Lady of the Night is the common name of Brassavola nodosa, an epiphytic orchid native to low-lying coastal regions of Central and Southern America. It is widespread from Mexico to Colombia and throughout the Caribbean coast and islands, and ranges into Brazil, Bolivia and Peru. It is generally found in lowland tropical forests or mangrove swamps, growing on trees or on exposed rocks and cliffs near the shore. The white to pale green flowers are usually about 3½ inches in diameter (but some may be up to 6 inches), and wonderfully fragrant in the evening. Each flower has long, slender sepals and petals, and a large, heart-shaped lip on the tubular lower petal. The lip may have purple or dark red spotting inside the tube.
B. nodosa is a very easy orchid to grow, adapting to a wide range of conditions in cultivation. A large specimen plant may have dozens of flowers, making quite a display; but even a single flower spike is quite rewarding. It likes the same conditions cattleya and laelia orchids do, so if you can grow them successfully, this is a species to consider growing. Provide the plant with good light and intermediate temperatures (65º to 80ºF during the day with a 10ºF drop at night) for best flowering. It may not flower, however, if kept at temperatures below about 55ºF. Water regularly, allowing the potting medium to dry slightly between waterings. Keep plants on the dry side when temperatures are cool. Allow at least a 2 week dry period in the winter when the plant is not actively growing to help mature growths and induce flowering.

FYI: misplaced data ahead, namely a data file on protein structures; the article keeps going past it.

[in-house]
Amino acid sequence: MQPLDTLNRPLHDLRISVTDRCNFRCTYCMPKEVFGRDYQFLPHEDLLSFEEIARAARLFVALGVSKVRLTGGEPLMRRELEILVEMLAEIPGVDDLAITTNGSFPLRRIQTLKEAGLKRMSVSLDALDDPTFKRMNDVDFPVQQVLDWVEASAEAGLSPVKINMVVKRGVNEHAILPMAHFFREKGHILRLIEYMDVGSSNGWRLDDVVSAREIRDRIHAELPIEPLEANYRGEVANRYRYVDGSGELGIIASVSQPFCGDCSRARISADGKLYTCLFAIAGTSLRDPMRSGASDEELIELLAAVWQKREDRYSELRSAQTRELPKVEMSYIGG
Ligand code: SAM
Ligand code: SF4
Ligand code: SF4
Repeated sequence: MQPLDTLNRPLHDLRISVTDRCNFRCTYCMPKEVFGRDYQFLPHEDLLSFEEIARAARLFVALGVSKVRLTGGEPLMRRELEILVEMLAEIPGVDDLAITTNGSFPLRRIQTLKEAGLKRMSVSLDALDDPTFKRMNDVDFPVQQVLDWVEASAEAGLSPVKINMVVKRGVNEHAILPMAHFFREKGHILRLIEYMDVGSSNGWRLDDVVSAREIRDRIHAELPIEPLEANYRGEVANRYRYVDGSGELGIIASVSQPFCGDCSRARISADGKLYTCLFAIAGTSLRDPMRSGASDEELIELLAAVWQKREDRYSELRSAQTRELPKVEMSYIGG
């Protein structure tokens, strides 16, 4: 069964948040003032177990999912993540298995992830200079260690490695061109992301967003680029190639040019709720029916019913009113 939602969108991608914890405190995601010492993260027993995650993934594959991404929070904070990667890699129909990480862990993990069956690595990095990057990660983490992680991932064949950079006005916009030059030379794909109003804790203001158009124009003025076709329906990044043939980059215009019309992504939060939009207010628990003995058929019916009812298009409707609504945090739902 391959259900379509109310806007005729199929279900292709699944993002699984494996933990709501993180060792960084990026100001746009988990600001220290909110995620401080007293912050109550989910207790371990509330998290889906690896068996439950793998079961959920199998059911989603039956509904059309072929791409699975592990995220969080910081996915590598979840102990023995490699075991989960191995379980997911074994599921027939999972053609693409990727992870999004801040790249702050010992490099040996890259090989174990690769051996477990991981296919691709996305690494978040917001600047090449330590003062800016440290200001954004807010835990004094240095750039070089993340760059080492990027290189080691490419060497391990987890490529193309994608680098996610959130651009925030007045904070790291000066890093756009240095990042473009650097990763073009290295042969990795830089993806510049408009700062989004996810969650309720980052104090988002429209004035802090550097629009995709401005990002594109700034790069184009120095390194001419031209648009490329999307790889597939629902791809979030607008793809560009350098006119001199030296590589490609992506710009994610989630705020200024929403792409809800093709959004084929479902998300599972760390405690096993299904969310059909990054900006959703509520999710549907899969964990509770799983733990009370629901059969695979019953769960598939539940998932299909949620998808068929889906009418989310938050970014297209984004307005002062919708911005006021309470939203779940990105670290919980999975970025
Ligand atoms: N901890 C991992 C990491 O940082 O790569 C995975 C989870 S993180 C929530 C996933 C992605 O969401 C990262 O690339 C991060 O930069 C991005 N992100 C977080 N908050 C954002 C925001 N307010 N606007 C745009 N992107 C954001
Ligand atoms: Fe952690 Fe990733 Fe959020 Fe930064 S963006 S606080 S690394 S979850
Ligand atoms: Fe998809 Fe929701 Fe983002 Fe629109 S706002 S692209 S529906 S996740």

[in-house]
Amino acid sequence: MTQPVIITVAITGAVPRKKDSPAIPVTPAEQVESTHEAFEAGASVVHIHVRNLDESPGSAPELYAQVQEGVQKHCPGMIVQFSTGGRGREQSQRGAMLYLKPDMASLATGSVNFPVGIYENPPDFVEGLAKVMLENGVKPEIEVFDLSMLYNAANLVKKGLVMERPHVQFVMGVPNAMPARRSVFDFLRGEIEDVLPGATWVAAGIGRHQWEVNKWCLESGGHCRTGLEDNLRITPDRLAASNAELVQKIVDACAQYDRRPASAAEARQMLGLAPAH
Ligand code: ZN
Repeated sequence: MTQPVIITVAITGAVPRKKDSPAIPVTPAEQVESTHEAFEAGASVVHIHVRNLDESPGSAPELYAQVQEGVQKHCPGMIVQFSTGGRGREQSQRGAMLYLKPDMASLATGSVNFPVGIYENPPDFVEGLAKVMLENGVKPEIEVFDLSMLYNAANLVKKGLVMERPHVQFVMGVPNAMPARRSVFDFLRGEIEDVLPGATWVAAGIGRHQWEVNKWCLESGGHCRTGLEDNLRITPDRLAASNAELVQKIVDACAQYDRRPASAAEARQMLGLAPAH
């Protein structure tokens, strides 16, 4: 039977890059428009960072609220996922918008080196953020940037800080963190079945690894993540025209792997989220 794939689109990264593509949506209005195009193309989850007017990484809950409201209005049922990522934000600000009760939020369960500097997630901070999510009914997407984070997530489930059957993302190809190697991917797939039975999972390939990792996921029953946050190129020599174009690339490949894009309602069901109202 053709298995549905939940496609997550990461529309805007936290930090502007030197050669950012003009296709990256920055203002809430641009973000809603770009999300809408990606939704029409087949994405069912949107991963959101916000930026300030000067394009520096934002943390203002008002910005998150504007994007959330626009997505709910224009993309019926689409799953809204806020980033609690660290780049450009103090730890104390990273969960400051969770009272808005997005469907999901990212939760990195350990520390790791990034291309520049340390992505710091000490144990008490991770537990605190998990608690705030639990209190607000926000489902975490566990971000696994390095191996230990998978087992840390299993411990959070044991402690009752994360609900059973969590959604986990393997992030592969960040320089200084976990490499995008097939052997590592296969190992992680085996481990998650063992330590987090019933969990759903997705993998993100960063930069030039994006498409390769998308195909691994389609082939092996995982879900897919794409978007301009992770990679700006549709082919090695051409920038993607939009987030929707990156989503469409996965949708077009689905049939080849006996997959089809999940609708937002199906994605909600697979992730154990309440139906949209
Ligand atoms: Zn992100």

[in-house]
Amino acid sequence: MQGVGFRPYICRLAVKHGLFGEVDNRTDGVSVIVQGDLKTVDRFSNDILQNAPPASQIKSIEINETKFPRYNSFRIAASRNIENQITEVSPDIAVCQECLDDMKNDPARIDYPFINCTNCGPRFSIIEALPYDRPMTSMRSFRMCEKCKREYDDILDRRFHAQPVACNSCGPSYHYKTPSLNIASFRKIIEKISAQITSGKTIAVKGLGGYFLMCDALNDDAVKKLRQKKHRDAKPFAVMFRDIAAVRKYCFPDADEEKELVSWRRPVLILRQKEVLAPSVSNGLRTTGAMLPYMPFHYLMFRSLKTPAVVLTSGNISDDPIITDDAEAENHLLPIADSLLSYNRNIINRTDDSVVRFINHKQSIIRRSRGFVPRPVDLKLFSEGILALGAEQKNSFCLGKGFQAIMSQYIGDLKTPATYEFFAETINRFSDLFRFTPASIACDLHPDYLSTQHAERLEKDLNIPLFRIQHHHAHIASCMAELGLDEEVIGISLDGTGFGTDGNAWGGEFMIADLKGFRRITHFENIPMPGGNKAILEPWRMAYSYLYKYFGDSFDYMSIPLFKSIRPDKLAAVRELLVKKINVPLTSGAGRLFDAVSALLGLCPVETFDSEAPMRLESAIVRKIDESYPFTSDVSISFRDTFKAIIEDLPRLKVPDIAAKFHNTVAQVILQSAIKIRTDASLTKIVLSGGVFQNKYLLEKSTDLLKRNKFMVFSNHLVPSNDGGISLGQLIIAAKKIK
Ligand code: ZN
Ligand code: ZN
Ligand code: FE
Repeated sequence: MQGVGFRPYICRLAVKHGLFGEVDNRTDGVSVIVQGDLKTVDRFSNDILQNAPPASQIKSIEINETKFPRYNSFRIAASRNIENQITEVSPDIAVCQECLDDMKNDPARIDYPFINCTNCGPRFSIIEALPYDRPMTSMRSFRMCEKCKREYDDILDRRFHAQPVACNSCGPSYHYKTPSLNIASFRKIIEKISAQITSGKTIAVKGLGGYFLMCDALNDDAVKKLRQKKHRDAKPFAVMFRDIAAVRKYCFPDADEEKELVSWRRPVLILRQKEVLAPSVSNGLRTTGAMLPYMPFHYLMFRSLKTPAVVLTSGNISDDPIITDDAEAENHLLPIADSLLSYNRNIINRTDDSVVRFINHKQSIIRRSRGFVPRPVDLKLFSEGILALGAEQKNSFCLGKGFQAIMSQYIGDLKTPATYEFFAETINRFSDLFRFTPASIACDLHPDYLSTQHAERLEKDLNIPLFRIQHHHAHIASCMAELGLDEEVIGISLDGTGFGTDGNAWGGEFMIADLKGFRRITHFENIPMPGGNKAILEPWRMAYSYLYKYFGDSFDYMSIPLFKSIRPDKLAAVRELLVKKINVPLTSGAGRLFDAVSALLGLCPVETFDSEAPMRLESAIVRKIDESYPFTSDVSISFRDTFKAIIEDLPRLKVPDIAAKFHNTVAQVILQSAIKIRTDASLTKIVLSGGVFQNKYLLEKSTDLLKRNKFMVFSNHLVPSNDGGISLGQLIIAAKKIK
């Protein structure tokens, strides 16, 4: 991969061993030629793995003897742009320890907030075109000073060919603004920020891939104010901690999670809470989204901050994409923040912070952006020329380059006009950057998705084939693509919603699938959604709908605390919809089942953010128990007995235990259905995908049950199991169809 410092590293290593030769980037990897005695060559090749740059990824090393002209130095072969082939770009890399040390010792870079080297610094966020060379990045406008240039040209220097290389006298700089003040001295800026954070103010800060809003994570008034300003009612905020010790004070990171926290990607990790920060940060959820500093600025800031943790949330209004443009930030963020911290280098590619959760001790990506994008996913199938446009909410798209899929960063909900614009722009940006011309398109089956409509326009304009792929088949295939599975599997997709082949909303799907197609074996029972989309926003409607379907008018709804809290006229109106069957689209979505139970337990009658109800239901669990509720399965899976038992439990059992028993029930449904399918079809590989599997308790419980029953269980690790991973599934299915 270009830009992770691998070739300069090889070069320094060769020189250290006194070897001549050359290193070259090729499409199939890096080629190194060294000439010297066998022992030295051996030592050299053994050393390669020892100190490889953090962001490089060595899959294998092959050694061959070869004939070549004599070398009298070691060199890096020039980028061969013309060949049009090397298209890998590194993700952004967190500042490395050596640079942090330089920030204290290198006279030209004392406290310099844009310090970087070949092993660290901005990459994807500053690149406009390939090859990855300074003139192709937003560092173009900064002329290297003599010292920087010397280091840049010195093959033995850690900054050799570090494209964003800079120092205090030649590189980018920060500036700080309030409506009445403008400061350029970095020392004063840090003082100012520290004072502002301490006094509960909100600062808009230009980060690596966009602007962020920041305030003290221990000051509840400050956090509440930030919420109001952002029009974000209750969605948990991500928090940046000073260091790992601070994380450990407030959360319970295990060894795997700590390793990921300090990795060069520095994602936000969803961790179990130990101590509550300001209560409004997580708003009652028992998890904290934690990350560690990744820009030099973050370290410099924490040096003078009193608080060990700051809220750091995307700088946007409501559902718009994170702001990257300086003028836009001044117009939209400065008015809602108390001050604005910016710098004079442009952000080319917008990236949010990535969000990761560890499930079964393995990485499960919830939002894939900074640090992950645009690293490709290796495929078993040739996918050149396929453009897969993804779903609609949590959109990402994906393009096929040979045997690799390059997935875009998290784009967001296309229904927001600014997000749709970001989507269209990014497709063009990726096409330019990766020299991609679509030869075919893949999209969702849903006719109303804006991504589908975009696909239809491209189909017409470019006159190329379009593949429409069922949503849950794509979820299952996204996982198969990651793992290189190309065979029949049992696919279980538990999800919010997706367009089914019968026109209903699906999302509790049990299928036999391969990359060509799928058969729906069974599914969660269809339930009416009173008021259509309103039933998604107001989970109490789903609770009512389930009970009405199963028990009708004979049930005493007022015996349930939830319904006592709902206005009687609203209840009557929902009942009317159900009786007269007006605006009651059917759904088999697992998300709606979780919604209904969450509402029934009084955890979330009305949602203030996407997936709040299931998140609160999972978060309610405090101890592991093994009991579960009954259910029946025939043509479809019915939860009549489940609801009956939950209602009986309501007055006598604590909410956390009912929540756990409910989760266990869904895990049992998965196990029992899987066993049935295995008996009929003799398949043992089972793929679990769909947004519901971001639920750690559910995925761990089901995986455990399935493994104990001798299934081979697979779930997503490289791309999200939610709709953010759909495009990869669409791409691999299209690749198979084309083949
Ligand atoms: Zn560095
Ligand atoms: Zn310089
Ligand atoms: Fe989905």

Plant in medium to large orchid bark mix in a pot just large enough to hold the roots. If you can provide high enough humidity (tough in the winter in most centrally-heated homes), these plants can also be mounted on slabs of cork or tree-fern fiber. Plants grown on a slab need to be watered at least once daily during the summer.
New leaves are produced from short rhizomes off of older leaves. Established plants tend to start several new growths, so large clumps develop readily. A single fleshy, almost cylindrical leaf with a groove on the upper surface is produced from each growth. Leaf length varies considerably depending on light, water and temperature conditions. A single flower spike arises from each leaf axil as the new growth matures, bearing one to 6 flowers. The lovely flowers last several weeks (longer in cooler conditions). Unlike most orchids that only bloom annually, B. nodosa often blooms more than once a year. Flowers may occur at any time of year, but most often in autumn or winter.
– Susan Mahr, University of Wisconsin – Madison
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- Brassavola nodosa – a very detailed culture sheet for this species